Parties to contracts will welcome clarification on whether a contract can be terminated immediately for repudiatory breach, even if one of the reasons is not disclosed until after termination; and when an agreement can exclude the right to terminate for such breaches.
A business handled motor insurance claims for an insurance company client. It failed to hand over files for audit by the insurance company. The insurance company treated this as a repudiatory breach and immediately terminated the contract between them.
The legal test of whether there has been a repudiatory breach is whether, from the perspective of a reasonable person in the position of the innocent party, looking at all the circumstances, the contract breaker has shown a clear intention to abandon and altogether refuse to perform, the contract. If there is a repudiatory breach the contract terminates immediately.
After it had terminated the contract, the insurance company claimed there had also been another repudiatory breach – the business’s poor performance under the contract.
The business claimed compensation for wrongful termination. One of its arguments was that the contract required the insurance company to give 30 days’ notice of any material breach, to allow the business time to remedy it. The business argued that this meant any breach capable of being remedied could not be a repudiatory breach (with the consequence that the contract was immediately terminated), because the requirement for the insurance company to give the requisite 30 days’ notice showed a contrary intention.
The High Court said it was possible to expressly say in a contract that certain breaches would not be treated as repudiatory and the courts would take note of this. However, it ruled that the provision in this contract notice to be given before terminating for a material breach did not expressly say certain breaches were not repudiatory. They did not therefore prevent the insurance company from terminating on grounds of a material breach immediately, if the breach was serious enough.
Another argument was that the insurance company could not rely on a repudiatory breach raised afterwards, to justify an immediate termination.
The Court said it is permissible to rely on a repudiatory breach which had not been raised at the time, and even if the other party was unaware of it, to justify an immediate termination. There was an exception if matters could have been put right – ie steps could have been taken to avoid the breach altogether, or the obligations could have been performed in good time in some different way – if they had been pointed out at the time of the termination.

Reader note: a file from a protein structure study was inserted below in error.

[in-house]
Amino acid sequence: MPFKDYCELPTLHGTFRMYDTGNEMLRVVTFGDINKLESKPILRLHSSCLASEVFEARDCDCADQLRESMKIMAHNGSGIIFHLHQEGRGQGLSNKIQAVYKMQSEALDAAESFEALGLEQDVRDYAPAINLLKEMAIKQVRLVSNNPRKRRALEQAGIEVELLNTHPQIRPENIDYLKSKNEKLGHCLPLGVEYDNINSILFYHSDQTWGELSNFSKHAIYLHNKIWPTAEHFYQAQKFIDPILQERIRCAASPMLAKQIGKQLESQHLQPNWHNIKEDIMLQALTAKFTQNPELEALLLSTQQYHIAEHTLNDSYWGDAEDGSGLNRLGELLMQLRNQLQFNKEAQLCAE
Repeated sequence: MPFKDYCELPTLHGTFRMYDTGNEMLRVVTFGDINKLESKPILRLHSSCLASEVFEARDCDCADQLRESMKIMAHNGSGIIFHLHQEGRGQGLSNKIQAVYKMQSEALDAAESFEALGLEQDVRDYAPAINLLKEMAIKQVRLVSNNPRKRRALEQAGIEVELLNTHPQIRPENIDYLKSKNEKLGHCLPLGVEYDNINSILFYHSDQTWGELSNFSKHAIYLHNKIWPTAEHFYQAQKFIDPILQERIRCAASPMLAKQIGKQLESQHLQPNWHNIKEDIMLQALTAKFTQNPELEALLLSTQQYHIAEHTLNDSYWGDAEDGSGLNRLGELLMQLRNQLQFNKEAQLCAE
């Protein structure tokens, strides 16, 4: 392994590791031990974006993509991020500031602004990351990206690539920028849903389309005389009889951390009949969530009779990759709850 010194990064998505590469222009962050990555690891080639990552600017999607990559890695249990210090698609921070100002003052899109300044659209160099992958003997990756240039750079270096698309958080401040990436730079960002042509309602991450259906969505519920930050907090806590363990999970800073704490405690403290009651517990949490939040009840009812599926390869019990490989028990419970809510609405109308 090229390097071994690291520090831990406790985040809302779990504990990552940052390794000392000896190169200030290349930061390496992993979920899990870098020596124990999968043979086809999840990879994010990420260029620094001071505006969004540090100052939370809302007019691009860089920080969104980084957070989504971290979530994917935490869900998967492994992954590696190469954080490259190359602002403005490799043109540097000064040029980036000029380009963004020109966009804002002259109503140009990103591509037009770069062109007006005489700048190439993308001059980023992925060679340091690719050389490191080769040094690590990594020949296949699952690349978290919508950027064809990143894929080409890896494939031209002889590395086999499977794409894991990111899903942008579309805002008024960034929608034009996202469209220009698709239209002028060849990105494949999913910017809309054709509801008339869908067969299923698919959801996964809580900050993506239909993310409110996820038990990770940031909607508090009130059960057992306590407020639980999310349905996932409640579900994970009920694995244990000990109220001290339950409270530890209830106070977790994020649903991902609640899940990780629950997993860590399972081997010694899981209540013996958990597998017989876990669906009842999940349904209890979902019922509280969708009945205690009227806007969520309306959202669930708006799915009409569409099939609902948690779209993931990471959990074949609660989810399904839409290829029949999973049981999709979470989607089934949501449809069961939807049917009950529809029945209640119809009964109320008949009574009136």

The business claimed that its alleged poor performance could have been remedied if it had been raised at the time. The court rejected this argument – the exception only applied if matters could be put right before the breach occurred. In this case, the poor performance was the breach and, by definition, once it had occurred it could not be remedied.
Contractual parties should be aware that they can rely on repudiatory breaches to justify immediate termination of the contract, even if they did not raise that breach until after the termination, provided the breach could not have been remedied at the time
Contractual parties can expressly say in the contract that certain breaches are not to be treated as repudiatory. However, if a contract merely requires a party wishing to terminate it because of a material breach to give the other a period to first remedy that breach, that does not imply that material breaches can never be repudiatory – the first party can still terminate immediately if there is a repudiatory breach.
Case ref: Case ref: C&S Associates Ltd v Enterprise Insurance Company Plc  EWHC 3757
29 February 2016
Jonathan Waters is the founder of Helix Law. Before qualifying as a Solicitor he worked in industry and in investment banking for over a decade. He was also the Partner in charge of Commercial Litigation, Employment Law and Property Litigation at Stephen Rimmer LLP. Jonathan has wide experience of helping and advising businesses to avoid or to deal with commercial disputes and in particular construction disputes.
This article is written to raise awareness of the issues it discusses and it may not be updated after it is first written, even if the law changes. It is not intended to be legal advice and cannot be relied on as such. Helix Law is not responsible or liable for any action taken or not taken as a result of this article. If you think the matters set out affect you and you wish to apply them to your particular circumstances then we are happy to give you free initial telephone advice.